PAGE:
If the main locus of memory is the much larger cortex and the hippocampus facilitates learning in cortex, no computational theory of hippocampus would appear to be meaningful that does not make reference to specific quantitative computational models of both cortex and hippocampus. To address this requirement, we adopt the neuroidal model (Valiant, 1994), although our circuit constructions can be interpreted in other contexts too. While we accept Wickelgren's theory of what functionality hippocampus enables, namely chunking, we depart from his proposal for how that is being realized in cortex. He had proposed the cell assemblies of Hebb (1949), which apparently require that the neuron sets representing any one semantic item be particularly well interconnected. Explicit mechanisms for how such an assembly is co-opted when putting a new chunk into cortex have been lacking. In our formulation, no such special restrictions on the neuron sets are needed. The feasibility of all our claims can be demonstrated by explicit mechanisms in our model.

The neuroidal model offers the following interpretation of the chunking hypothesis of hippocampal function and the need for such a stabilizing mechanism. Suppose we want to identify the neuron set for a new conjunctive chunk *A&B&… &C*, when the constituents *A*, *B*, …, *C* are already represented by neuron sets in cortex. If the numbers of constituents of a chunk can vary, we clearly need some stabilizing mechanism. However, even if this number is fixed to, say, two, so that all chunks are of the form *A&B*, we still need such a stabilizing mechanism if the number of neurons allocated to these chunks are not to vanish or explode when hierarchies of items of arbitrary depths of interdependencies are to be allocable.

For each *item* (e.g., an event, a concept), some set *S* of neurons is used to represent it. This representation comes in two varieties (Valiant, 2005). In the first, distinct items have *disjoint* sets of neurons. In the second, these sets can overlap so that individual neurons are *shared* among them.

The following semantics is needed for such a representation. If an item represented by *S* is being accessed during neural processing, then at least some fraction *y* of the *S* neurons must be firing, and if it is not being accessed, then less than some other fraction *x* must be firing. For example, in a particular large-scale simulation reported by Feldman and Valiant, 2009, the values *y* = 88% and *x* = 30% were used. This means that in the normal operation of the system, whenever more than 88% of *S* is firing, the item is definitely being accessed, and whenever less than 30%, it definitely is not. Most crucial, the system and algorithms are so configured that the situation when the fraction firing is in the intermediate range will occur extremely rarely. (A further detail in that simulation is that when an item is accessed, the possible fractions in that top 12% range occur with some probability distribution. For the negative examples, there is a similar distribution on the bottom 30%.)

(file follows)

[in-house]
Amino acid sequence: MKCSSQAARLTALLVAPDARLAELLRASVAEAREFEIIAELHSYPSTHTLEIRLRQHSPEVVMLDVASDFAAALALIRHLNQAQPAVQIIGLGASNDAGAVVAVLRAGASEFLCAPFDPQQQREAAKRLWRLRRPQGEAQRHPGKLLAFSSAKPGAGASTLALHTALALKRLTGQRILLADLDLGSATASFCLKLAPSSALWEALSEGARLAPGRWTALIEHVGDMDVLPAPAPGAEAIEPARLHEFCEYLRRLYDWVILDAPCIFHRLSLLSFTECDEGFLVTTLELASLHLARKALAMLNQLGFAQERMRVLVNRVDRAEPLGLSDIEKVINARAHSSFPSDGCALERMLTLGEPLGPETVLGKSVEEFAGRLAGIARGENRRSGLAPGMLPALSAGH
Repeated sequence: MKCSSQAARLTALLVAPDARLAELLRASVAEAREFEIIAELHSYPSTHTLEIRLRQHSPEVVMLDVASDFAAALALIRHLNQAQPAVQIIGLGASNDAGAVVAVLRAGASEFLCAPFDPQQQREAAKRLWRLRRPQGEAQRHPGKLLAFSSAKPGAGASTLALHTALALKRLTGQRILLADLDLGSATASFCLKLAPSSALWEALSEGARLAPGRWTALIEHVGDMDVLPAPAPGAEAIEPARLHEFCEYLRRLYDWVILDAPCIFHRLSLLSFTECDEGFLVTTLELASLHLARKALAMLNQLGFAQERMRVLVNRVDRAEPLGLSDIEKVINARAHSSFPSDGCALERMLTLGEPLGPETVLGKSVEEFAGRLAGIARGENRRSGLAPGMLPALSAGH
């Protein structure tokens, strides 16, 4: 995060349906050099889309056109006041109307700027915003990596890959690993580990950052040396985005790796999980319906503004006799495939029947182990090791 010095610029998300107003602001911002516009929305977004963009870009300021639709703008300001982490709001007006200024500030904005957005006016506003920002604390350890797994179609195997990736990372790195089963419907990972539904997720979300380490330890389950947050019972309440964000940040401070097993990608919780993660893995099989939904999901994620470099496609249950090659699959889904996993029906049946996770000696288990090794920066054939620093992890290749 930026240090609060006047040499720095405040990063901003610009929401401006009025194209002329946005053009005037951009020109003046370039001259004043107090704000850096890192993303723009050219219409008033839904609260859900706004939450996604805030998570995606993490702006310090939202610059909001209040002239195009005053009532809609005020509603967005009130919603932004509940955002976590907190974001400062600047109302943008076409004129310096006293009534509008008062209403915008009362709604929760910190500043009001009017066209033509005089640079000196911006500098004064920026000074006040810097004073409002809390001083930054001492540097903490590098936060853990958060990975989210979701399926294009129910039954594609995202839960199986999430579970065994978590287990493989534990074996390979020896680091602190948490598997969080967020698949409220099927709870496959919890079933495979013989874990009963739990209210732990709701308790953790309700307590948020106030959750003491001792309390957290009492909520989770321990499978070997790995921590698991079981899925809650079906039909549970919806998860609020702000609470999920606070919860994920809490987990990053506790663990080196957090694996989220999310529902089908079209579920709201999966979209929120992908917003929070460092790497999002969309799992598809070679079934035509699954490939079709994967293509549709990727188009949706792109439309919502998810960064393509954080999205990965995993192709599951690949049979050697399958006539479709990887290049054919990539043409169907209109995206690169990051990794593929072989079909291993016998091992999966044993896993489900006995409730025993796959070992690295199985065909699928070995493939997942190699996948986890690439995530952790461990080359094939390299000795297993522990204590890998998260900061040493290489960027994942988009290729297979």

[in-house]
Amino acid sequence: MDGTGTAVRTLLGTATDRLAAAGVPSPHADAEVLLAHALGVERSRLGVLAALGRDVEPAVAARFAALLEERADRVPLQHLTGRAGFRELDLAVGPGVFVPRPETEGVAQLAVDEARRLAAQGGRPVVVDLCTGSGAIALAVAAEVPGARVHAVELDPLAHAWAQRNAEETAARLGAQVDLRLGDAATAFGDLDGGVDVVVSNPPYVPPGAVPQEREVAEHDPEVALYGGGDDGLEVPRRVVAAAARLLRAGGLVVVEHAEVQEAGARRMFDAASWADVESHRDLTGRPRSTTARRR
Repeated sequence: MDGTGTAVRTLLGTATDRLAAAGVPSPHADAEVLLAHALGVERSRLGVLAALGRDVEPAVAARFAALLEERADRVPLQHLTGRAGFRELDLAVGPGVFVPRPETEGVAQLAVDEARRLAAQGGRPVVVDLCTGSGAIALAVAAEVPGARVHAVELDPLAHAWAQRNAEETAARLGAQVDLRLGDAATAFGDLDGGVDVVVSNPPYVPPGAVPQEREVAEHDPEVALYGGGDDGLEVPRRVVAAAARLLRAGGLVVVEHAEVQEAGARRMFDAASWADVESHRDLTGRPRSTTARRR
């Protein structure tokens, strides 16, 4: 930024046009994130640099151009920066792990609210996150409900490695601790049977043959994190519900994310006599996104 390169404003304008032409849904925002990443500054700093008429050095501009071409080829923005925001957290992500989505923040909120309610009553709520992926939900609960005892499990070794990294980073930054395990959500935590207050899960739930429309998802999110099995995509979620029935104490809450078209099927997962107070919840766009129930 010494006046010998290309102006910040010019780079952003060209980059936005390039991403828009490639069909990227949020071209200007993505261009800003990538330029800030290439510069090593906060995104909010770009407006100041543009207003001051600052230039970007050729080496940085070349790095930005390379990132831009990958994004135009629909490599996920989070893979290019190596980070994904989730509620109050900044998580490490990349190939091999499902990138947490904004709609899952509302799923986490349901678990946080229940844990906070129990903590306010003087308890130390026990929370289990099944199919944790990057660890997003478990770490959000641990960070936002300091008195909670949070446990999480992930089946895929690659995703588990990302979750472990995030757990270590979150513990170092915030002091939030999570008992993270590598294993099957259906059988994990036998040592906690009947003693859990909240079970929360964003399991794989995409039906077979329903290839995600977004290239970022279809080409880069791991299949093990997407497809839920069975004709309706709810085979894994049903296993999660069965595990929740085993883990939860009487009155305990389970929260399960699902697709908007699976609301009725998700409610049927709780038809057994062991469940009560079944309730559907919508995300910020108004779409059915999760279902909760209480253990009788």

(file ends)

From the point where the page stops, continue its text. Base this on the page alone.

As background to motivate the neuroidal model, we mention briefly here that a useful set of basic tasks has been shown to be supportable simultaneously (Valiant, 1994, 2005), and on the scale of tens and sometimes hundreds of thousands of task instances without substantial degradation (Feldman & Valiant, 2009). Furthermore, these demonstrations have been done on instances of this model designed to underestimate the numerical parameters of the brain and the capabilities of its components.

The basic tasks fall into two categories. First, there is a mechanism for allocating neurons to new items specified as the conjunction of items already represented. This is the operation that this letter addresses and corresponds to chunking. As described in the section that follows, stable mechanisms for this operation had been lacking. This is a gap that this letter fills.

Second, there is a basic set of tasks—association, supervised memorization of conjunctions, and inductive learning of certain linear separators—as defined by Valiant (1994) for which explicit algorithms have been given that perform them on items already represented in cortex. The purpose of such a suite of basic tasks is to enable complex knowledge structures to be built up in cortex. It is important that the basic tasks realized have in combination sufficient computational power to represent knowledge as required in cognition. This is to be contrasted with classical “associative memories” (Graham & Willshaw, 1997), which permit only flat structures and realize no more than the memorization and retrieval of bit sequences. The ability to represent new conjunctions of items, or chunks, as first-class objects adds fundamental power not available in flat structures such as classical associative memories. For example, it enables associations of conjunctions, such as *A&B*, to a further item *C*, where no similar association to *C* from *A* or *B* separately is appropriate. The possibility of performing tasks, such as inductive learning or association, on features that are chunked items themselves of arbitrary depth of chunking provides expressive power not provided by single-task models such as classical associative memories.